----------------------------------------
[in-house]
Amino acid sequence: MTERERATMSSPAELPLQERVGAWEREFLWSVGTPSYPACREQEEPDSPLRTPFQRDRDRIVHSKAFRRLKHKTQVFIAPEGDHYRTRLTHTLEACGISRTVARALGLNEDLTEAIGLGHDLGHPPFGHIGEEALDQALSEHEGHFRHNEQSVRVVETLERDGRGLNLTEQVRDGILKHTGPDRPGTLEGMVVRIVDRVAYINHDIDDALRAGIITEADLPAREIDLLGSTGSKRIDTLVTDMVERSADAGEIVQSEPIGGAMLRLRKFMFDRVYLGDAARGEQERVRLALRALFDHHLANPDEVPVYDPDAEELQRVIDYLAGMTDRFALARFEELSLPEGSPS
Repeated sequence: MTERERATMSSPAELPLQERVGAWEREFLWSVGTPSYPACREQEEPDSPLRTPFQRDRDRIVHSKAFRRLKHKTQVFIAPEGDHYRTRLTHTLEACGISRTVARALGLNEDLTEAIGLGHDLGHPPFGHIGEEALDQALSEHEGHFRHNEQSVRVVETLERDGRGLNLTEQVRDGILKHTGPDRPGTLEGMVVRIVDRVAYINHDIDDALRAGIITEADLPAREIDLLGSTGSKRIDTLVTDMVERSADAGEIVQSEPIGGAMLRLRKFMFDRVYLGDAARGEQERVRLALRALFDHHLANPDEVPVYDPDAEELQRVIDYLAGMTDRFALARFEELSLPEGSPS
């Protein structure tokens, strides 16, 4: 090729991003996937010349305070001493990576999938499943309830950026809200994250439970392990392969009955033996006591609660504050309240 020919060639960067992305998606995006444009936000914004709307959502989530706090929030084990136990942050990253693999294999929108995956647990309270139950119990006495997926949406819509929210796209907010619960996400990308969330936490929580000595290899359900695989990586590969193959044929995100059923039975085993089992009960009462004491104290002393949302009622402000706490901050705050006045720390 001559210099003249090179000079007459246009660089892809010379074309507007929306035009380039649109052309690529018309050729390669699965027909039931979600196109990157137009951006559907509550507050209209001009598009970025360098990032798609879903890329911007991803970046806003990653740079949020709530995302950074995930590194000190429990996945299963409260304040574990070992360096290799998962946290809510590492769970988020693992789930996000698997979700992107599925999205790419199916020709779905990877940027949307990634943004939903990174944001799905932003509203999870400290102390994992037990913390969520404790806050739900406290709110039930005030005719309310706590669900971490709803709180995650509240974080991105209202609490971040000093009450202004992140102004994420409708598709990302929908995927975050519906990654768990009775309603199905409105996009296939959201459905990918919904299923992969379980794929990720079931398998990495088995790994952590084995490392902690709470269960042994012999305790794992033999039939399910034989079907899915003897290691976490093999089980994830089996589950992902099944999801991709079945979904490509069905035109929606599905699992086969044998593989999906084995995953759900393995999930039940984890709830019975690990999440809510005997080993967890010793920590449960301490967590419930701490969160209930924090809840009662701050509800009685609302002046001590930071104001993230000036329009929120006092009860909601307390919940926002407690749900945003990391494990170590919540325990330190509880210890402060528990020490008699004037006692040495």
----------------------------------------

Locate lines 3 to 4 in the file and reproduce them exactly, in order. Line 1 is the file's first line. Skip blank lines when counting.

Repeated sequence: MTERERATMSSPAELPLQERVGAWEREFLWSVGTPSYPACREQEEPDSPLRTPFQRDRDRIVHSKAFRRLKHKTQVFIAPEGDHYRTRLTHTLEACGISRTVARALGLNEDLTEAIGLGHDLGHPPFGHIGEEALDQALSEHEGHFRHNEQSVRVVETLERDGRGLNLTEQVRDGILKHTGPDRPGTLEGMVVRIVDRVAYINHDIDDALRAGIITEADLPAREIDLLGSTGSKRIDTLVTDMVERSADAGEIVQSEPIGGAMLRLRKFMFDRVYLGDAARGEQERVRLALRALFDHHLANPDEVPVYDPDAEELQRVIDYLAGMTDRFALARFEELSLPEGSPS
């Protein structure tokens, strides 16, 4: 090729991003996937010349305070001493990576999938499943309830950026809200994250439970392990392969009955033996006591609660504050309240 020919060639960067992305998606995006444009936000914004709307959502989530706090929030084990136990942050990253693999294999929108995956647990309270139950119990006495997926949406819509929210796209907010619960996400990308969330936490929580000595290899359900695989990586590969193959044929995100059923039975085993089992009960009462004491104290002393949302009622402000706490901050705050006045720390 001559210099003249090179000079007459246009660089892809010379074309507007929306035009380039649109052309690529018309050729390669699965027909039931979600196109990157137009951006559907509550507050209209001009598009970025360098990032798609879903890329911007991803970046806003990653740079949020709530995302950074995930590194000190429990996945299963409260304040574990070992360096290799998962946290809510590492769970988020693992789930996000698997979700992107599925999205790419199916020709779905990877940027949307990634943004939903990174944001799905932003509203999870400290102390994992037990913390969520404790806050739900406290709110039930005030005719309310706590669900971490709803709180995650509240974080991105209202609490971040000093009450202004992140102004994420409708598709990302929908995927975050519906990654768990009775309603199905409105996009296939959201459905990918919904299923992969379980794929990720079931398998990495088995790994952590084995490392902690709470269960042994012999305790794992033999039939399910034989079907899915003897290691976490093999089980994830089996589950992902099944999801991709079945979904490509069905035109929606599905699992086969044998593989999906084995995953759900393995999930039940984890709830019975690990999440809510005997080993967890010793920590449960301490967590419930701490969160209930924090809840009662701050509800009685609302002046001590930071104001993230000036329009929120006092009860909601307390919940926002407690749900945003990391494990170590919540325990330190509880210890402060528990020490008699004037006692040495």